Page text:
Wednesday, June 22, 2011
I have been working on the Mumford/Peregoy family from Baltimore County, Maryland for about two months without much progress, however I have received some additional information on other families. I know that you are excited when I throw in some history (he said sarcastically) so here we go.
I have discussed the state of Franklin before and this is a perfect time to bring it back into the family discussion. One of the main reasons that the Haworth/Rees branch of our family fled the relatively cosmopolitan (again, sarcasm) settlement in Guilford County for the wilds of western North Carolina (now Tennessee) was the war. Some other reasons were the corruption of the royal government and slow action of reform on the part of the new federal government.
You may remember that James Haworth and Mary Rees were married in Greene County on February 19, 1784 so I am assuming that both Haworth and the Rees family were in this area by 1783. You may also remember that the Rees family was in Guilford County, North Carolina when the Battle of Guilford Court House took place in 1781.
In 1783 the first reference to a meeting of Friends at Nolichucky (a river located, in part, in what is now Greene County, Tennessee) occurs in the New Garden Monthly Meeting, Guilford County, North Carolina minutes for August 30, 1783, "This Meeting taking under consideration several families of friends that have some time ago removed from here to Nolichucky, refers the matter to next meeting.” The next meeting appointed a visiting committee “to inspect into their situation's circumstances whether their being there tends to honor of truth or not." The report on December 27 suggested that it had "not tended much to the honour of truth" though they were "of the mind that there are some tender minds among them which deserves the notice of their friends". Eventually this Quaker meeting was named New Hope. I do wonder if any of my family were among the “tender minds” or just the tender headed.
Also in 1783 the North Carolina legislature established Greene County taking some of the land of Washington County. The western portion now had three counties, Washington, Sullivan and Greene, with approximately 18,000 people living there. At this time a large tract of land was reserved for the Cherokee Indians.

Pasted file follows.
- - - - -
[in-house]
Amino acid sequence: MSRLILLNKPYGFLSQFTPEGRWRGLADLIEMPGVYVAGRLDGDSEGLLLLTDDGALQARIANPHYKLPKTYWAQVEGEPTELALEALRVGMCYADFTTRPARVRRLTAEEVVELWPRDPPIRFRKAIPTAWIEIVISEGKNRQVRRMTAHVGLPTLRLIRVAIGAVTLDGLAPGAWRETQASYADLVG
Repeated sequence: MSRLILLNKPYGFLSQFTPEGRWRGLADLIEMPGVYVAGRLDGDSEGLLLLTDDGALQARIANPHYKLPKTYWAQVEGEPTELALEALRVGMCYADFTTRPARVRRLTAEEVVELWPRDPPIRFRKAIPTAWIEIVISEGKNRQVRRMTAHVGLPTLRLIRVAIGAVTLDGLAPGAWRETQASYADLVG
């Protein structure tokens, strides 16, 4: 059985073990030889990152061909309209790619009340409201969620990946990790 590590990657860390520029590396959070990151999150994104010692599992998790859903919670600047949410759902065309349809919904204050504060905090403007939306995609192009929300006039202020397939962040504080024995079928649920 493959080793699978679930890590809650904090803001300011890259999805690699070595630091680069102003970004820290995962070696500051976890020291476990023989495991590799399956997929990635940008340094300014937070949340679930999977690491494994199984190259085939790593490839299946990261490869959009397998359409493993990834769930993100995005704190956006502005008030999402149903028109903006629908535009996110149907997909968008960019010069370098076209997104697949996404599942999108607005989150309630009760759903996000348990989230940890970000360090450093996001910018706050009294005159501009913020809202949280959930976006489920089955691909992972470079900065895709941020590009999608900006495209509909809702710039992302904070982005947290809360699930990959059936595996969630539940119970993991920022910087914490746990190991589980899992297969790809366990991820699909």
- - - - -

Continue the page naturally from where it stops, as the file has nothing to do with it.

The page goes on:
In 1784 North Carolina ceded western lands to federal government, then repealed the act. This action prompts settlers in the western area to organize the State of Franklin. In 1785 John Sevier proclaimed himself Governor of the State of Franklin. Neither North Carolina nor the federal government recognize this action.
So, for four years there would be dual government in this area with North Carolina and the State of Franklin each, separately carrying on the functions of government such as registering and recording deeds, issuing land grants, issuing marriage licenses and recording marriages. Given the dual government and the Civil War, at a later date, raging through the County, it should be no surprise that many of the records from this area have been lost or destroyed.
However, I have found another record from the area that did survive. It should be noted that the deed was issued when Tennessee was a territory named “Territory South of the River Ohio”. (Above right.)
Map of Tennessee shows (above left), to the right, Green County (Gr) and to the left Dixon (Di) and Williamson (Wms) Counties. James Haworth and William Rees lived in Green County. Joseph Brown lived in Dixon County and his will was filed in Williamson County. (Aw Come on!!! You do remember Joseph Brown whose daughter, Ruth, married John Mendenhall.)
Following is a quote from Goodspeed's History of Greene County, 1887.
“About 1790 a large number of Friends or Quakers began to come into the county from Pennsylvania and North Carolina, although a number of person of that faith had come several years before. Among the pioneers were William Reese, Garrett and Peter Dillion, William and Abraham Smith, Solomon, David and John B. Beales, Samuel and Mordecai Ellis, Abraham Marshall, Samuel Pearson, Samuel Stanfield and George Hayworth. The first religious services were held on the eleventh day of the ninth month, 1791. Other meetings were held from time to time, and on the twenty-eighth day of the second month, 1795, New Hope monthly meeting was organized about one mile west of Rheatown where a house of worship was erected. A church house was also erected on Lick Creek at an early day.”
I believe William Reese was William REES my 5th great grandfather, George Hayworth was the brother of my 4th great grandfather James. Peter Dillon was a cousin of Mary Rees.
You can view photos of the Meeting House at:
William Rees is listed on the 1791 and 1792 Greene County Tax List of Captain George Wilson's Company. In 1791 Rees owned 500 acres with 2 “White Persons” (this normally means white men 21 years old or older). In 1792 he owned 1700 acres with 3 “White Persons”.
William Reess is listed on the 1798 Greene County Tax List of Captain John Heneger's Company. He owned 700 acres with 1 “White Person”.
William Rees died in Greene County September 6, 1822.
William’s wife, Charity Dillon Rees died in Greene County September 21, 1827.